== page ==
Event planning is stressful. I always say this, and I can’t say it enough. Part of this due to the many challenges you need to juggle and deal with to successfully execute an event – all of which can vary greatly from one event to another.
There are a few common event challenges that crop up time and time again.
- Limited budgets – for a big vision
A limited budget isn’t a problem on its own; it only becomes a problem when the expectations and requests that are attached to it are not limited. This is where managing your client’s expectations is a master skill you will need. Your job is to help them understand what their budget is capable of and, based on that, establish where they are willing to compromise. Of course, it’s still your job to find creative solutions and affordable suppliers to bring their vision to life within budget. And while this is hard, it is not impossible.
- Use the right suppliers
How your suppliers perform, unfortunately, is often considered a reflection of your event. If the food is terrible, or the entertainment disappointing, or perhaps if the stand builders are not ready for the exhibitors to set-up – all of these things can taint your event’s image. To curb this, try to build up your own preferred network of suppliers you can trust and work well with. This will be invaluable.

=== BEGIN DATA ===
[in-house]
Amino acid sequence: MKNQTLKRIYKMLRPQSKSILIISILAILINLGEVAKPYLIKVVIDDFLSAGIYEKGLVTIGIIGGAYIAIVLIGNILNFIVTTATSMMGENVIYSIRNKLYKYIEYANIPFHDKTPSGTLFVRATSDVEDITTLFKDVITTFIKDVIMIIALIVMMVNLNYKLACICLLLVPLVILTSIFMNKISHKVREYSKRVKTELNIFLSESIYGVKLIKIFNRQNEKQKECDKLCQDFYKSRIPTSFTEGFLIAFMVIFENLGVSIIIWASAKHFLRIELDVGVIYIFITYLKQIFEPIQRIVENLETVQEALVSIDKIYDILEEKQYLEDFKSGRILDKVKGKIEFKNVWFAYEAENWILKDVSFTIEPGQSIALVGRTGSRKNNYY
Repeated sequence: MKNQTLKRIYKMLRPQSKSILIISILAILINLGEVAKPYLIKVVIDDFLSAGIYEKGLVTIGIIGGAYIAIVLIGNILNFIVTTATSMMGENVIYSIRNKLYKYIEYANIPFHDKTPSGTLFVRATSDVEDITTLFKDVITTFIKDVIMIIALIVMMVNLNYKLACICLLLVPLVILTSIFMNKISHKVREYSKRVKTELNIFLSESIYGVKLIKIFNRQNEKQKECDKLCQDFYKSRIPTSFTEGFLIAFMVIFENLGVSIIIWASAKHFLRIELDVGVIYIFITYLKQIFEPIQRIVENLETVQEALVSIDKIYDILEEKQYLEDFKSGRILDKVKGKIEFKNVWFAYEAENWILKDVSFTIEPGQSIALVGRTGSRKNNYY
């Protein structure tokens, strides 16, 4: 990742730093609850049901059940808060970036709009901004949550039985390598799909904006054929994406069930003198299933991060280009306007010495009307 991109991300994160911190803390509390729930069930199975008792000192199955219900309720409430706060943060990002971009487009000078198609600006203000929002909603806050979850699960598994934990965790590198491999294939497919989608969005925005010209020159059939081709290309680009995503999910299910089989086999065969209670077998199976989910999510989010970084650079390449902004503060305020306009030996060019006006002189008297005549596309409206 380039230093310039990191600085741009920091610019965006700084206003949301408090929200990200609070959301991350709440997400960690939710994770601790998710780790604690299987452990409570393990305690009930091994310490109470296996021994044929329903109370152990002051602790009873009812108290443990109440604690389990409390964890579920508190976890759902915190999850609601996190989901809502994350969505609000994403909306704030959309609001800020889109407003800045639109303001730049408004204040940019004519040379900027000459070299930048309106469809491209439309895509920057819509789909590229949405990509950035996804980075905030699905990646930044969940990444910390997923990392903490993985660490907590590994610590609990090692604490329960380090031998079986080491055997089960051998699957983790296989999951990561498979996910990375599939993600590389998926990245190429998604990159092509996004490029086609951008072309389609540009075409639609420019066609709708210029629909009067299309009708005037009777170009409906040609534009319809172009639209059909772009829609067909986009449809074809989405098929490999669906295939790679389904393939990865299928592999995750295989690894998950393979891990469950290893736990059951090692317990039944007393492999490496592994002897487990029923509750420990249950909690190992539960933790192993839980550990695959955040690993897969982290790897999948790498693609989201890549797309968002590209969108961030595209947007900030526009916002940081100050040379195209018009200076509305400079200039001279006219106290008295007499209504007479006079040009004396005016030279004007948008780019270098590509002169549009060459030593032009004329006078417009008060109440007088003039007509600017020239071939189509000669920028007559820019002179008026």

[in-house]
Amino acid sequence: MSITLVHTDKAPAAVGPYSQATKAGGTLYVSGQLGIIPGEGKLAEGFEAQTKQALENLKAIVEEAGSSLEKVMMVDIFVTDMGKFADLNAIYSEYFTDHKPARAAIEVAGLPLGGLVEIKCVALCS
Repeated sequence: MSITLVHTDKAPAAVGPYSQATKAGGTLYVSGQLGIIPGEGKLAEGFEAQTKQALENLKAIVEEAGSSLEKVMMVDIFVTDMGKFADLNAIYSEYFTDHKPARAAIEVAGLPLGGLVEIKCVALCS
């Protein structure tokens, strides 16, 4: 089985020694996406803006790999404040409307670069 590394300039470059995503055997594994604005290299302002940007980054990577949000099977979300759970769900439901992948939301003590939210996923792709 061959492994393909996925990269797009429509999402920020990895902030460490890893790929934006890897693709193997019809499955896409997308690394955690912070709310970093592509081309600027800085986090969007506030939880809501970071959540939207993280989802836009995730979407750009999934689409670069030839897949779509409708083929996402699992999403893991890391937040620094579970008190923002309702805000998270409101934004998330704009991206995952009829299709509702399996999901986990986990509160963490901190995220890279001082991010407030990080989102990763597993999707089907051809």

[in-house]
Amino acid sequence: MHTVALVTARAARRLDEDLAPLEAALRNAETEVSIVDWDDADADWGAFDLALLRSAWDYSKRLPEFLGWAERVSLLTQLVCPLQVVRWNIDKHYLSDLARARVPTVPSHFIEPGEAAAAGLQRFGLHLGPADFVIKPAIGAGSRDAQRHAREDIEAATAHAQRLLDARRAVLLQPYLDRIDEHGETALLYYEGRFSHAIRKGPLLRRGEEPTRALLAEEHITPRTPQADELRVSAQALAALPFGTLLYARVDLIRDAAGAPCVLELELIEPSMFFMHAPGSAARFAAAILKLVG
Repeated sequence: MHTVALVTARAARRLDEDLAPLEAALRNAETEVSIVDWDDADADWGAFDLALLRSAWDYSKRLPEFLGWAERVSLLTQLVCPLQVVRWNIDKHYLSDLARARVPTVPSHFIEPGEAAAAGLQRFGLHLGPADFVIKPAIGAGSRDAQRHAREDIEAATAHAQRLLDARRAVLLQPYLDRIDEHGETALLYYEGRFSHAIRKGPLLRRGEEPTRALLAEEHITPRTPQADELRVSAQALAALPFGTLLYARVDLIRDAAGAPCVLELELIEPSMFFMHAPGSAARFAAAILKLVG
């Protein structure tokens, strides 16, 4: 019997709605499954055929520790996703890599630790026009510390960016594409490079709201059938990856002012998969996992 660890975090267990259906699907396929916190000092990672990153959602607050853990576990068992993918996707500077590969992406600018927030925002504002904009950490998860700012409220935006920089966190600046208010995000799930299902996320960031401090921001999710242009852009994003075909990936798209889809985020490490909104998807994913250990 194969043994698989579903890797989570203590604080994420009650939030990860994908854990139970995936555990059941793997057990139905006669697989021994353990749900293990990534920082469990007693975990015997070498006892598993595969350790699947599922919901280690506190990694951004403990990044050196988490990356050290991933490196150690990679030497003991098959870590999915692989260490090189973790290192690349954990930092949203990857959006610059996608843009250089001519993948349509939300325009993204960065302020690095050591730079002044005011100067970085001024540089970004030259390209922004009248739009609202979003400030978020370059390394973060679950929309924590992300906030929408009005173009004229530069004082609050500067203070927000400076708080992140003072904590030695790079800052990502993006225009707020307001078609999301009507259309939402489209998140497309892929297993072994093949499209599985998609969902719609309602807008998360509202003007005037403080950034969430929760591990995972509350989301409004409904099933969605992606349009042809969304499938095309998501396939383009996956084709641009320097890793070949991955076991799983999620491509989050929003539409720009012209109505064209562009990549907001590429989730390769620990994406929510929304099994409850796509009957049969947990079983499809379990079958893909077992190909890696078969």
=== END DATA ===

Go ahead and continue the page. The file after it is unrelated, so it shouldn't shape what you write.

- Making it memorable
Every client wants their event to be memorable, better than the competition, of course, and always needing a ‘wow’ factor that people will keep talking about for ages. This is no small request, but it is also one that you, as an event organiser, want to deliver on, as your reputation can be built on being able to do just this. My advice is: always try to remove any limitations during your brainstorming session.
Only once you have a lot of raw ideas should you start working through them to see which have potential. Keep a mind-set of “How can I make this work?” rather than “Why might this not work?”, as this is how truly bold new ideas can be born
- The dreaded technical glitch
Technology is capable of so much, including transforming a good event into an amazing one. However, this is only true so long as it is working. Broken or ineffective technology is always a far more frustrating and disappointing experience than not having it in the first place.
What this means is that you need to choose your suppliers wisely, brief them properly, and ensure you listen to them and their concerns too – so that any issues raised are dealt with appropriately and timeously. If you are well prepared in this manner, all of your tech should work smoothly when you need it to.